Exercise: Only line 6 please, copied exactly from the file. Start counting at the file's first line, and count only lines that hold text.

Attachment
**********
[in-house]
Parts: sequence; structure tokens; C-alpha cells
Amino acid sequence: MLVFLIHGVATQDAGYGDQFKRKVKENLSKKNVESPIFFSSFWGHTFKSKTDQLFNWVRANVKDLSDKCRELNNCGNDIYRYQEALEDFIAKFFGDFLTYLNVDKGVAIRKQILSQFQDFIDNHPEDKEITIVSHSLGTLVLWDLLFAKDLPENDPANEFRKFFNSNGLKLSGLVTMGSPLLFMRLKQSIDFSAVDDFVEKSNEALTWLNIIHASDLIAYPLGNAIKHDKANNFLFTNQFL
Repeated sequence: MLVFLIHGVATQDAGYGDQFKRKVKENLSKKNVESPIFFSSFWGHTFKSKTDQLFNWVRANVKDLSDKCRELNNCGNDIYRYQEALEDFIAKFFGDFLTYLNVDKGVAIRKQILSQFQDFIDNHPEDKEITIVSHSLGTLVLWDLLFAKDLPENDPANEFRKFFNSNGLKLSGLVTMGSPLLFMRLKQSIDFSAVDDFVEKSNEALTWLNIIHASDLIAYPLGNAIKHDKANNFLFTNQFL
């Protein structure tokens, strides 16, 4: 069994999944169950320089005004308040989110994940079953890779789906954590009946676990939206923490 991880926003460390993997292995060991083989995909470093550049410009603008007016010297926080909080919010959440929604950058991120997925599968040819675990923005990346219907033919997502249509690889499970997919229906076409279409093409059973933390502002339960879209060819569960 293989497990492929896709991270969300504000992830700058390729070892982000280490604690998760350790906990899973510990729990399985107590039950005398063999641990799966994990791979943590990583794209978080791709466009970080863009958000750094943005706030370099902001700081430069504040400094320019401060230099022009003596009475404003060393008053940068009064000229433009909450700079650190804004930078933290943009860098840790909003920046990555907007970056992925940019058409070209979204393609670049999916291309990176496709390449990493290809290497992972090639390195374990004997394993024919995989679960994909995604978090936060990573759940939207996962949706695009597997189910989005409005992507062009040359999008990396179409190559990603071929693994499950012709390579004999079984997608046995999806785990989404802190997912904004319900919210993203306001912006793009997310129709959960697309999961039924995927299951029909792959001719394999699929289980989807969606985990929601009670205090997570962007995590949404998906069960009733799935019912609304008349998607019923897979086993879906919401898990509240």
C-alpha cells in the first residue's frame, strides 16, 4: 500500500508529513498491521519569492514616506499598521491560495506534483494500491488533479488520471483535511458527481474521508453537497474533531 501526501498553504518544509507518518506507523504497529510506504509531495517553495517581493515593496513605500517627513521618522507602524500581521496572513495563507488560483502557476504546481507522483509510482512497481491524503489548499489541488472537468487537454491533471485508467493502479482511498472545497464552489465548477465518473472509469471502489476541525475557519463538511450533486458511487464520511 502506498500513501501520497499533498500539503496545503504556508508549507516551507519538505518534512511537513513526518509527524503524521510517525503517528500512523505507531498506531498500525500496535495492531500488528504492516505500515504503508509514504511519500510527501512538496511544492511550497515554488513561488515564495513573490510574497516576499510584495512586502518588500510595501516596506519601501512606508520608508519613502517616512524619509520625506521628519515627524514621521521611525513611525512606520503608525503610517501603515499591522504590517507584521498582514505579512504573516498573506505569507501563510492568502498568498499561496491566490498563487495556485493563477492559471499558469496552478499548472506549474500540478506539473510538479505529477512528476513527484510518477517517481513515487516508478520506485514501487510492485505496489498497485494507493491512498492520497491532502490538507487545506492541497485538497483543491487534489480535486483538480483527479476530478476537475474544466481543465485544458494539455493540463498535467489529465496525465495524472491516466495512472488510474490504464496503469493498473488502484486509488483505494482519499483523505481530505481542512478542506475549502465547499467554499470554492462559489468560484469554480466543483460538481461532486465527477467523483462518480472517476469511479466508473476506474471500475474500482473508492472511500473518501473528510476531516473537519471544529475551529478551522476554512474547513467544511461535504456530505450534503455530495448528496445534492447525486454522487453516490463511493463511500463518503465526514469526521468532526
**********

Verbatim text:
C-alpha cells in the first residue's frame, strides 16, 4: 500500500508529513498491521519569492514616506499598521491560495506534483494500491488533479488520471483535511458527481474521508453537497474533531 501526501498553504518544509507518518506507523504497529510506504509531495517553495517581493515593496513605500517627513521618522507602524500581521496572513495563507488560483502557476504546481507522483509510482512497481491524503489548499489541488472537468487537454491533471485508467493502479482511498472545497464552489465548477465518473472509469471502489476541525475557519463538511450533486458511487464520511 502506498500513501501520497499533498500539503496545503504556508508549507516551507519538505518534512511537513513526518509527524503524521510517525503517528500512523505507531498506531498500525500496535495492531500488528504492516505500515504503508509514504511519500510527501512538496511544492511550497515554488513561488515564495513573490510574497516576499510584495512586502518588500510595501516596506519601501512606508520608508519613502517616512524619509520625506521628519515627524514621521521611525513611525512606520503608525503610517501603515499591522504590517507584521498582514505579512504573516498573506505569507501563510492568502498568498499561496491566490498563487495556485493563477492559471499558469496552478499548472506549474500540478506539473510538479505529477512528476513527484510518477517517481513515487516508478520506485514501487510492485505496489498497485494507493491512498492520497491532502490538507487545506492541497485538497483543491487534489480535486483538480483527479476530478476537475474544466481543465485544458494539455493540463498535467489529465496525465495524472491516466495512472488510474490504464496503469493498473488502484486509488483505494482519499483523505481530505481542512478542506475549502465547499467554499470554492462559489468560484469554480466543483460538481461532486465527477467523483462518480472517476469511479466508473476506474471500475474500482473508492472511500473518501473528510476531516473537519471544529475551529478551522476554512474547513467544511461535504456530505450534503455530495448528496445534492447525486454522487453516490463511493463511500463518503465526514469526521468532526